Five weeks later:

It took me a while to remember the phrase SPLITINFINITIVE (I haven't taken an English lesson in a very long time) but once it came to me things went fairly quickly (for me, that is). Wasn't there a recent discussion here about the distinction between "Stat!" and ASAP?

Rex posted a picture of his SPIRO Agnew watch on the blog on 12/4/2006 - nice to hear that he still has it.

Speaking of 2006, let's pop in on this date:
- "Solving time: 11:20"
- "But most of all, I like that this puzzle was written by KELLY CLARKSON! Woo hoo! I saw her in concert, and it was awesome."
- "Look, I know the author's name is Kelly Clark. I'm just going to consider it a not-so-clever pseudonym. I love you, Kelly!"
- "My nemesis at the NYT puzzle site, whom I have dubbed "Chuck," beat me today (after I had thrashed him the day before). O well. Tomorrow is another day, Chuck. Watch your back."
- "I guess if you're going to clue "ah's" and you want the clue to pass the dinner-table test, then yes, go with coffee ads, where people respond in ridiculously sexual ways to their mediocre morning brew."
- " I don't like that this clue/answer pairing forces me to visualize horse sex, but I'm all for the word STUD, in theory."
- "I can tell you that my Blogger text editor does not like "semidry," "sauterne," "spinachlike," "orach," or "slangily" (all underlined in red by the editor-bot)."
- "Out of respect for my Kiwi wife ("Kiwife!" ... hey, it's better than "fishwife!") and her lovely home town of Dunedin, NZ, I humbly suggest that in the future FRAME be clued like this: "Dunedin-born writer Janet.""
- The 6 comments included an exchange between @Orange and Rex to which Rex added: ""Olla!" will be our new signature shout-out. Better than "Oona!" or "Odea!""

Anonymous 4:21 PM  

Liked the wordplay of the theme answers, which I picked up on at TO GO FIFTY FIFTY.

I too was thrown by SLO until it became apparent from the crosses. Natick at 36a/26d, finally decided KEW looks more English than any of the other choices. Plus, Kimberley Rew is english, and he's a split KEW.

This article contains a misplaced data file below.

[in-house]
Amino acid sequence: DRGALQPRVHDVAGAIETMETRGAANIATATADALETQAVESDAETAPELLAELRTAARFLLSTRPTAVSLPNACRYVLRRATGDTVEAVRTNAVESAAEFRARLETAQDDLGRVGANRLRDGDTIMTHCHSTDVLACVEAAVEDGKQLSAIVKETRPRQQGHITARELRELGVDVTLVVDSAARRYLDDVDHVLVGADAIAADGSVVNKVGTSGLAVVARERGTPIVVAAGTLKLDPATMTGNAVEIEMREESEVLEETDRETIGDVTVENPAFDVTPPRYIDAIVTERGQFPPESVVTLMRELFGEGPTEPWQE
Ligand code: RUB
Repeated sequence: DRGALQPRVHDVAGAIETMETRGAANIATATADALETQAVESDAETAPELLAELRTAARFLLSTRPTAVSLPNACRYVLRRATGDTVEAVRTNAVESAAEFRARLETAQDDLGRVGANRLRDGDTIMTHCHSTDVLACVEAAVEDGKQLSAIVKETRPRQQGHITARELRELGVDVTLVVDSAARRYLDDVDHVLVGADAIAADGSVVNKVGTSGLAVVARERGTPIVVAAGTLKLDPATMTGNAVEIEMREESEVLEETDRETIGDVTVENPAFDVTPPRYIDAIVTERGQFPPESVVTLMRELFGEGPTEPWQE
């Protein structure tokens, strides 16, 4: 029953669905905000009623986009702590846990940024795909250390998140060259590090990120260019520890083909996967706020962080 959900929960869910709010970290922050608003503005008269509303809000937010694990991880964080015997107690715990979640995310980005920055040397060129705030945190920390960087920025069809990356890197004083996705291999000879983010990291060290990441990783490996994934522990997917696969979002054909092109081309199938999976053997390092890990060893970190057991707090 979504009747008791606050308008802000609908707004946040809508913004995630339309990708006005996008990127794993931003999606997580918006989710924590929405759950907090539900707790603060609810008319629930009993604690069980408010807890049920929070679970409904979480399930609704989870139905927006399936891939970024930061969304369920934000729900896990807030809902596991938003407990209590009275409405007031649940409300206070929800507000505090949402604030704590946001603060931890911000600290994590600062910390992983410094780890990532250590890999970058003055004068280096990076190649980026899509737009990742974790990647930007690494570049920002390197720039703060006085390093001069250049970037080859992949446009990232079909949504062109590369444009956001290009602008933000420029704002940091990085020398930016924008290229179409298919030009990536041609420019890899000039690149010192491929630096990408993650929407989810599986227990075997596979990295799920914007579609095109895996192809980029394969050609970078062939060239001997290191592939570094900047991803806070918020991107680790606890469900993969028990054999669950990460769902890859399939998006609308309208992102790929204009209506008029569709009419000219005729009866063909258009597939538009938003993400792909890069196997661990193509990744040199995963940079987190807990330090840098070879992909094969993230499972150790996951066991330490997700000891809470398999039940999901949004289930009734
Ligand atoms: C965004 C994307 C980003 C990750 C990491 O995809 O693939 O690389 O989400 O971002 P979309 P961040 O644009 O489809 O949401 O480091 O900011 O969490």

I predict (or is it postdict in Syndication?) a side-splitting theme tomorrow.

captcha: sunsater = not a fan of the Phoenix NBA team

Red Valerian 10:36 PM  

Loved it! Got the 'split infinitive' in the middle, and was delighted to find that the themed answers were not literal (or whatever) examples. I was trolling for "to boldly go..." but it wasn't happening. Great fun!

@Anonymous 4:21pm--@Spacecraft? LOL. We'll see about "tomorrow."

Anonymous 1:00 AM  

Old-school Spacecraft here. In the day, they taught us that " to carelessly split infinitives is a reprehensible action." That was right up there with "Never use a preposition to end a sentence with" (prompting the Churchillian response "This is the sort of nonsense up with which I shall not put!"). Or the more modern, "**** you and the horse in on which you rode."
Spent three years in the greater London area, courtesy of the USAF, and got to see Kew Gardens. Tried to wait for a nice day and nearly got shipped home before seeing that awesomely beautiful place. (Standard joke thereabouts: I wanted to get in some golf last summer, but I had to work that afternoon.)
A local sandwich shop where I used to live kept this sign in their window: FREE HOAGIES TOMORROW.
Yes, I went back the next day.
The sign was...still there.

Oh--the puzzle? Well, not only am I a huge Sagan fan, but my first name is Carl. Any grid that kicks off that way--and has a Rolling Stones reference in the last theme entry (thus earning instant forgiveness for not naming a true "split")--is thumbs-up for me.